Circa Survive revealed yesterday that they're going on indefinite hiatus after nearly 20 years as a band, but not before putting out Two Dreams, a vinyl releasing that compiles their two recent EPs, A Dream About Death and A Dream About Love. The record hits shelves on December 16 via Rise, and we've teamed with them on an exclusive golden marble vinyl variant, limited to just 500 copies. Pre-order yours while they last.
Writing about these EPs earlier this year, we said: As good as Circa Survive's 2010s run was, the music they've been making in the 2020s is some of their best yet. It's unlike anything they've ever done before, but still sounds distinctly like Circa Survive. It feels as fresh in 2022 as Juturna did in 2005, and even saying the band sound reinvigorated would be an understatement. "I don't know if even back in the day I had the capacity to feel as excited as I do now," Anthony told us in a recent interview. The band's new sound began on last year's A Dream About Love EP, one of the best punk (umbrella term) EPs of 2021, and it continues on their new EP A Dream About Death, out today (2/4) on Rise Records. For a band whose classic sound was often defined by interlocking lead guitars, it's both unexpected and thrilling to hear them writing songs where guitars take a backseat or sometimes aren't even used at all. A Dream About Death is fueled by a collage of buzzing synths, glitchy beats, lush pianos, and all kinds of electronic manipulation, and as ever, Anthony Green's unmistakable voice leads the way. You'd never call these songs "post-hardcore" or "emo" or even "rock"; it's more like a swirling concoction of art pop, psychedelia, and a hint of industrial that shares more DNA with Kid A or Bjork or the new Low album than with anybody who played Warped Tour in the mid 2000s. And it feels like an entirely natural progression for Circa Survive.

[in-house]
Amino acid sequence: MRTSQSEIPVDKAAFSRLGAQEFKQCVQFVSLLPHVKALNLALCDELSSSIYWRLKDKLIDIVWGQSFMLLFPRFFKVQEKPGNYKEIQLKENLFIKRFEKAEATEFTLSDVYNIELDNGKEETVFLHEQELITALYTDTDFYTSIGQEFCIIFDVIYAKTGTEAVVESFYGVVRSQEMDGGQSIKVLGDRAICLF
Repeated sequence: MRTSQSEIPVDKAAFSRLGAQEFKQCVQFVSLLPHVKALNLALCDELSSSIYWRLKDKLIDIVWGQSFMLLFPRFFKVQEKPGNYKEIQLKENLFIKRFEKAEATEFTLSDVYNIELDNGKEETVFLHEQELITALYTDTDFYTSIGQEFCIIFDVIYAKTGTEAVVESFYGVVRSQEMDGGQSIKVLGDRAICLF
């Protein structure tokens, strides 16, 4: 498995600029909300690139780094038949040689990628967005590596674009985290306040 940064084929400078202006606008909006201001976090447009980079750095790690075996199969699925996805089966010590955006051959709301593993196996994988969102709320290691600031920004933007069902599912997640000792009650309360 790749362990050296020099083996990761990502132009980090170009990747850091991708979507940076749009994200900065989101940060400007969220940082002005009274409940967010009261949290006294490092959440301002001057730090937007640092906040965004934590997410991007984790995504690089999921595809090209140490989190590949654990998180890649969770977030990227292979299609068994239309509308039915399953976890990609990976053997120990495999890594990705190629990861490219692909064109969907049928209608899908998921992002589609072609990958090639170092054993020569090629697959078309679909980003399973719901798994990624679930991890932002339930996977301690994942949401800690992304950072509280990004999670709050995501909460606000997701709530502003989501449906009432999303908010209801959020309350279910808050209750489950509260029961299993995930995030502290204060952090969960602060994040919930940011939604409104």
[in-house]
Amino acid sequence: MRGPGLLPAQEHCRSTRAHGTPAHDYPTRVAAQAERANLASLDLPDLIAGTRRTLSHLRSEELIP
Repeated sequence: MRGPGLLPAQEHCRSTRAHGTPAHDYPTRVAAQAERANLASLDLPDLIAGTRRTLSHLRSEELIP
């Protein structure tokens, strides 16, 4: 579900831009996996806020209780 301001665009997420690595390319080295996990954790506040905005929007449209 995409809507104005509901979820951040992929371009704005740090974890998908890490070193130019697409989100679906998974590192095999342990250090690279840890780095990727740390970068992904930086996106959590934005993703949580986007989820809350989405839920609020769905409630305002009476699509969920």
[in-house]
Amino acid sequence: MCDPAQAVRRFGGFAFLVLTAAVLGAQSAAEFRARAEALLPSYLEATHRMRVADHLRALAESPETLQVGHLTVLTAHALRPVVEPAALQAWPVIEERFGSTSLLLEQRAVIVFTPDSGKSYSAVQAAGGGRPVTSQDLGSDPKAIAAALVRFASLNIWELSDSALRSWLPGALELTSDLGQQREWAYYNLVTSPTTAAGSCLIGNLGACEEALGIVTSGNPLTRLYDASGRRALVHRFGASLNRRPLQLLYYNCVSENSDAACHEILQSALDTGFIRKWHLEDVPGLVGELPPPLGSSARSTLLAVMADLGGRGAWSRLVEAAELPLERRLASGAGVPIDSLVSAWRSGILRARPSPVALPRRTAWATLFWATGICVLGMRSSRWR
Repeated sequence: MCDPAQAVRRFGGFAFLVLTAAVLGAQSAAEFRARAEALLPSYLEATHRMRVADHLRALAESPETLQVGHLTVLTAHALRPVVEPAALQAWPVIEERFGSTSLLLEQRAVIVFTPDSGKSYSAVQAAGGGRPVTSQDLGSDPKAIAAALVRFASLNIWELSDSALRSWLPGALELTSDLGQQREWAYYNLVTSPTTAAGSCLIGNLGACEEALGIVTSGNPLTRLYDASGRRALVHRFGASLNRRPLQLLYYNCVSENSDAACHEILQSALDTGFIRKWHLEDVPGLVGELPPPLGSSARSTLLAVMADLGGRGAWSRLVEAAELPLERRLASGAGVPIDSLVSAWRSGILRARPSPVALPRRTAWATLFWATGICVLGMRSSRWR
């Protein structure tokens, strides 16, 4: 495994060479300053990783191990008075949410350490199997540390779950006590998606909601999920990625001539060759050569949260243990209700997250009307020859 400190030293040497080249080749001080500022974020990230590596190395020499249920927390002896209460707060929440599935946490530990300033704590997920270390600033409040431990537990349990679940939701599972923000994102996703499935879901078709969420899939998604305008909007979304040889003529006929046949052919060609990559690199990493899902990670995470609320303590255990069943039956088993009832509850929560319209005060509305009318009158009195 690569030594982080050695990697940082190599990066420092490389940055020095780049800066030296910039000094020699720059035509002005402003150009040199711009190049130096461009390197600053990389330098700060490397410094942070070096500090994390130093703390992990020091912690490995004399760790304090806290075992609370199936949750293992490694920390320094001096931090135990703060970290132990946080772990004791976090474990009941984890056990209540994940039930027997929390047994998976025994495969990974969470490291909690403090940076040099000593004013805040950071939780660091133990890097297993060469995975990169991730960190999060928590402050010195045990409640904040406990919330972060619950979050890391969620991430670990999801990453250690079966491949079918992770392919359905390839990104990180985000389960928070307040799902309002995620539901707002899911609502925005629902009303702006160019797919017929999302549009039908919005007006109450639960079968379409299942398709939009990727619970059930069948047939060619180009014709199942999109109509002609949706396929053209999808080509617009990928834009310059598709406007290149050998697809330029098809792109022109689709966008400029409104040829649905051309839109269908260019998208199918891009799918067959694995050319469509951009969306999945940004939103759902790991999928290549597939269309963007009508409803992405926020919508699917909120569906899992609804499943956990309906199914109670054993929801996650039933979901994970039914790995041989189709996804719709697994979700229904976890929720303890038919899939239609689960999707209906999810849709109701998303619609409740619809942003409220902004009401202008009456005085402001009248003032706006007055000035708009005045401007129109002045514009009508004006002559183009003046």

It's exciting to hear a veteran band undergoing such a drastic evolution over 15 years into their career, but it's even more exciting how well these songs stand on their own, regardless of any context. You don't have to be a longtime fan or know anything about the band's history to get into these EPs; these songs feel as fresh in 2022 as just about anything coming out of the indie world lately. Often, they feel even fresher. In an age where so much of the indie zeitgeist is intentionally retro, the Dream EPs sound entirely futuristic. These EPs don't sound like Juturna and On Letting Go, but they do the same thing Circa Survive was doing in the 2000s; they're accessible enough to exist within the world of current popular music, but they occupy a lane of their own. The world is still playing catchup to the path Circa Survive forged on Juturna, and Circa themselves aren't waiting around for anyone to get there. They're onto new frontiers.
Read our recent Circa Survive interview for much more, and pick up our new vinyl variant of Two Dreams here.